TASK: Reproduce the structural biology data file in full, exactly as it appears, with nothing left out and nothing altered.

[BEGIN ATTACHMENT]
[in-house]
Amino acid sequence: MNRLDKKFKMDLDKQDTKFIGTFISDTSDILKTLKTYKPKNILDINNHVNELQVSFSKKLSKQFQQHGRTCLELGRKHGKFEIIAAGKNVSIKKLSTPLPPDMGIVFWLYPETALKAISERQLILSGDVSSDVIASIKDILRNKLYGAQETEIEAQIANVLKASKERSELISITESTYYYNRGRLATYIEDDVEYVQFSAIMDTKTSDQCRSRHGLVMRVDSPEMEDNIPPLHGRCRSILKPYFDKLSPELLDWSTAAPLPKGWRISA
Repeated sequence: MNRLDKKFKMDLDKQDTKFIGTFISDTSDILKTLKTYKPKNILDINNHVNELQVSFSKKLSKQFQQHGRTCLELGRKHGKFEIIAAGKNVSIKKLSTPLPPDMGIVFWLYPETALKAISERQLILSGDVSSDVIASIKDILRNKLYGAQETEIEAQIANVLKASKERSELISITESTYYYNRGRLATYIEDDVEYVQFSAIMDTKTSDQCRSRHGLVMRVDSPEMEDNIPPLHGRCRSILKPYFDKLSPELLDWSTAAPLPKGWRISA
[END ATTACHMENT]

[in-house]
Amino acid sequence: MNRLDKKFKMDLDKQDTKFIGTFISDTSDILKTLKTYKPKNILDINNHVNELQVSFSKKLSKQFQQHGRTCLELGRKHGKFEIIAAGKNVSIKKLSTPLPPDMGIVFWLYPETALKAISERQLILSGDVSSDVIASIKDILRNKLYGAQETEIEAQIANVLKASKERSELISITESTYYYNRGRLATYIEDDVEYVQFSAIMDTKTSDQCRSRHGLVMRVDSPEMEDNIPPLHGRCRSILKPYFDKLSPELLDWSTAAPLPKGWRISA
Repeated sequence: MNRLDKKFKMDLDKQDTKFIGTFISDTSDILKTLKTYKPKNILDINNHVNELQVSFSKKLSKQFQQHGRTCLELGRKHGKFEIIAAGKNVSIKKLSTPLPPDMGIVFWLYPETALKAISERQLILSGDVSSDVIASIKDILRNKLYGAQETEIEAQIANVLKASKERSELISITESTYYYNRGRLATYIEDDVEYVQFSAIMDTKTSDQCRSRHGLVMRVDSPEMEDNIPPLHGRCRSILKPYFDKLSPELLDWSTAAPLPKGWRISA